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Arts workers in northeastern Ontario remain major casualties of COVID-19’s economic blows
by alnationtalk onJanuary 21, 202139 Views
The COVID-19 pandemic has brought new meaning to the term starving artist.
According to Statistics Canada, one in four arts workers lost their job this past year due to the pandemic. Of the total Canadian jobs lost in 2020, 11 per cent were arts, entertainment and recreation jobs.
The statistics come from the Labour Force Survey, Statistics Canada’s monthly survey of employees. The aim is to record data on employment for full-time, part-time, occasional employees, as well as self-employed workers.
Rebecca Bose has been a photographer in the Sudbury area for about 10 years, serving large events like weddings.
Prior to the pandemic she says her calendar was booked solid, but now, she says the economic climate has forced her to burn through about half her savings in order to weather the storm.
‘Literally no income’
“Since the pandemic, I’ve had to reschedule for a year’s worth of weddings and I’m even rescheduling some for the second time, into 2022 at this point. So I’ve had literally no income really,” Bose said.
“If this carries on through the summer then I will definitely have to go out and find myself a job at a coffee shop or something because it’s not sustainable.”
Bose said the pandemic has also motivated her to obtain a studio space and expand her business’s offerings to include things like head shots.
When I get these contracts to work in the schools, what I make in one week is twice as much as what I get in a month from old age security.— Michael Cywink
Michael Cywink is a mural artist from the Wikwemikong First Nation on Manitoulin Island. Before COVID-19 the bulk of his income typically came from sharing Indigenous history and culture through his mural work, in schools.
Cywink said now he relies heavily on what little he receives from old age security, “For me it’s a shutdown.”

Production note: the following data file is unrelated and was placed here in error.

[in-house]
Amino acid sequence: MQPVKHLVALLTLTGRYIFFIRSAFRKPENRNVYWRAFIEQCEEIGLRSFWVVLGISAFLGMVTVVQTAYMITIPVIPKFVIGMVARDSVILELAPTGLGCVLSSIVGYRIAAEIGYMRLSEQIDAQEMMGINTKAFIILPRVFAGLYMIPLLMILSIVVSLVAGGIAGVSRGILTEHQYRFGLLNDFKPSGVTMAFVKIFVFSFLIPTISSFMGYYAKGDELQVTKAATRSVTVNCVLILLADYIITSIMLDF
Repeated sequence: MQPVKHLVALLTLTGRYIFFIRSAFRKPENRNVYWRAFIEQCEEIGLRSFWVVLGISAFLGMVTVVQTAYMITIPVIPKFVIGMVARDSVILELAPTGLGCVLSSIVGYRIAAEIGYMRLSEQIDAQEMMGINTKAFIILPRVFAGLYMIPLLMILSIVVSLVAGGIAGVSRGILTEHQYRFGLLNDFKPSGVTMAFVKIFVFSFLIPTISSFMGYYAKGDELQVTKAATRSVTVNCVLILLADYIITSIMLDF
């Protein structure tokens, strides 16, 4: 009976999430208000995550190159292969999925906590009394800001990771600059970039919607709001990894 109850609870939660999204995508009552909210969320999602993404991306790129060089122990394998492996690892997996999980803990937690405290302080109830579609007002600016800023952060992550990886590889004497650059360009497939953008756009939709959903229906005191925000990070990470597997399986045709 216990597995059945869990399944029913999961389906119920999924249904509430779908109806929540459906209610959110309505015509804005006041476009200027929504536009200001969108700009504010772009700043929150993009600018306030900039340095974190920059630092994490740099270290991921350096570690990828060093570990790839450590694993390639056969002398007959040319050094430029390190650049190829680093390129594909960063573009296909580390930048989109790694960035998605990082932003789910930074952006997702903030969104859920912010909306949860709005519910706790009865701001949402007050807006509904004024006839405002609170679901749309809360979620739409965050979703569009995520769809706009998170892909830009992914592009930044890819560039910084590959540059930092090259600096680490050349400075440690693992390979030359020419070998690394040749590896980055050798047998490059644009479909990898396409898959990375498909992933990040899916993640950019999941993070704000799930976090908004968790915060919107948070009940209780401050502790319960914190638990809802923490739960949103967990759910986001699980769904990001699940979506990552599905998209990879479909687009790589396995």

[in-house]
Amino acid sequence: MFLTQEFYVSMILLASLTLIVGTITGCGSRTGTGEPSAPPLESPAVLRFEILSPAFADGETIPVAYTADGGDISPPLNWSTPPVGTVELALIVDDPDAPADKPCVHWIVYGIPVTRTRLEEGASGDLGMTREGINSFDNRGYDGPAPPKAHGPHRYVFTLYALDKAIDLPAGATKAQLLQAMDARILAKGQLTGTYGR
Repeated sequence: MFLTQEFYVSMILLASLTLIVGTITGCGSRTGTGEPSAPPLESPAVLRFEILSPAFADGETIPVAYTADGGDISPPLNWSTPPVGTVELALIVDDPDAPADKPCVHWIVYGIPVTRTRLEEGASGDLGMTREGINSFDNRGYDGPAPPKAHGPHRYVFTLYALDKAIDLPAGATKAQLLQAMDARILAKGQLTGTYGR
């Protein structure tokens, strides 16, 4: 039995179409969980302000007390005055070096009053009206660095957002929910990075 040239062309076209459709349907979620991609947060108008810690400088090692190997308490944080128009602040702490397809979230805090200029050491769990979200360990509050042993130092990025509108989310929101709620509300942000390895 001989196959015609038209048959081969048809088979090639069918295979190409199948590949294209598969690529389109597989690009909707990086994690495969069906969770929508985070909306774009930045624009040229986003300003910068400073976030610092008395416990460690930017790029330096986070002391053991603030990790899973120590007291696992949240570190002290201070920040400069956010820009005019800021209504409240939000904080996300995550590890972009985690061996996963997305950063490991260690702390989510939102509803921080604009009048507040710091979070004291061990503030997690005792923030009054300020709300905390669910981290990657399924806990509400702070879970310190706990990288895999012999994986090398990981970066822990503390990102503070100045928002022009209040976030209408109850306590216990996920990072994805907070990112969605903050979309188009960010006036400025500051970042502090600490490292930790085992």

“When I get these contracts to work in the schools, what I make in one week is twice as much as what I get in a month from old age security.”
‘Losing out on sharing with the youth’
New protocols relating to COVID-19, he said, have cost him at least five jobs he was preparing to take on in schools around the province. But he said losing out on income isn’t the only casualty of the past year.
“I’m losing out on sharing with the youth … and the teachers because a lot of them don’t know the history from our perspective and the youth — they want to know,” he said.
Alessandro Costantini is an actor and the artistic and managing director with Yes Theatre in Sudbury. He says the organization typically employs about 57 people, however, the pandemic has for the most part halted the theatre’s programming, leaving many of the company’s arts workers struggling.
You spend your whole life thinking that arts and culture … are the most essential thing to being alive, right? And then suddenly you’re told, ‘Sorry you’re technically the most unessential thing.– Source
He said it’s been difficult as someone who manages arts workers while also feeling the financial and emotional strains of the pandemic as an artist himself.
The pandemic, he said, caused him to lose out on a contract for a national tour of the Broadway musical Dear Evan Hansen. Not only was it a big financial loss, it was a huge blow professionally.
“It’s incredibly disheartening,” he said.
“You spend your whole life thinking that arts and culture … are the most essential thing to being alive, right? And then suddenly you’re told, ‘Sorry you’re technically the most unessential thing.”
‘What it could look like’
While the devastating effects of the pandemic continue to be felt in the arts community, some artists and organizations like YES Theatre, have said it’s led them to pivot their business models and plan ahead.
Costantini said he hopes the pandemic has at least shown the public the value in congregating in places like the theatre. He said the change in perspective could help to reinvigorate the theatre experience once the pandemic has eased-off.
Right now, Costantini said he’s working on a five-year financial plan for the theatre company, which so far, hasn’t been an easy task.
“We’re just trying to put as many variables in there as possible and have as many scenarios and try and cover as many bases so that we’re sort of building a thousand different versions of what it could look like.”